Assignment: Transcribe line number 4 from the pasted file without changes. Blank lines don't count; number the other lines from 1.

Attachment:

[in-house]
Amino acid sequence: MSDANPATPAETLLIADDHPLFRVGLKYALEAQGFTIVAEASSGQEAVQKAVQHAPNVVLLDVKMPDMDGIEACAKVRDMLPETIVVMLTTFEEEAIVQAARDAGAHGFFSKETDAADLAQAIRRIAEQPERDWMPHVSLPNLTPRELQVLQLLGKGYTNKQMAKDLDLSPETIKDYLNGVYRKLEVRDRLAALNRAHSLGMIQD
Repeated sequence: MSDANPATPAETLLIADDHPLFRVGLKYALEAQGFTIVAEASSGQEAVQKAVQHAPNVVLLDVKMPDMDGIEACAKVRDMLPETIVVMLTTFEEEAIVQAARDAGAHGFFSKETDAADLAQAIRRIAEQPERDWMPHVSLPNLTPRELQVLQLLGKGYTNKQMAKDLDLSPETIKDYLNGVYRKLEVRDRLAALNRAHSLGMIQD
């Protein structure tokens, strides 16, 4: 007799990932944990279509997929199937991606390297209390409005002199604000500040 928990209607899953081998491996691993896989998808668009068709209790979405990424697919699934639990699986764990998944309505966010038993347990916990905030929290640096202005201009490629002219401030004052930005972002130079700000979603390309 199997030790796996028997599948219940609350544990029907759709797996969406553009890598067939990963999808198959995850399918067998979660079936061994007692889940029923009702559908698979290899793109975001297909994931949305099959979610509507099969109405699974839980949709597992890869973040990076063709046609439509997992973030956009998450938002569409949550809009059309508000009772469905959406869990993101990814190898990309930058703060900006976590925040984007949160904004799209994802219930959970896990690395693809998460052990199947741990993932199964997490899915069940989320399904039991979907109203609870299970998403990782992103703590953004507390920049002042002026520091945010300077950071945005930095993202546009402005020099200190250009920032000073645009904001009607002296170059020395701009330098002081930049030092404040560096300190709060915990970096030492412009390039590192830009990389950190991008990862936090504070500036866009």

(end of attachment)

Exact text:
């Protein structure tokens, strides 16, 4: 007799990932944990279509997929199937991606390297209390409005002199604000500040 928990209607899953081998491996691993896989998808668009068709209790979405990424697919699934639990699986764990998944309505966010038993347990916990905030929290640096202005201009490629002219401030004052930005972002130079700000979603390309 199997030790796996028997599948219940609350544990029907759709797996969406553009890598067939990963999808198959995850399918067998979660079936061994007692889940029923009702559908698979290899793109975001297909994931949305099959979610509507099969109405699974839980949709597992890869973040990076063709046609439509997992973030956009998450938002569409949550809009059309508000009772469905959406869990993101990814190898990309930058703060900006976590925040984007949160904004799209994802219930959970896990690395693809998460052990199947741990993932199964997490899915069940989320399904039991979907109203609870299970998403990782992103703590953004507390920049002042002026520091945010300077950071945005930095993202546009402005020099200190250009920032000073645009904001009607002296170059020395701009330098002081930049030092404040560096300190709060915990970096030492412009390039590192830009990389950190991008990862936090504070500036866009």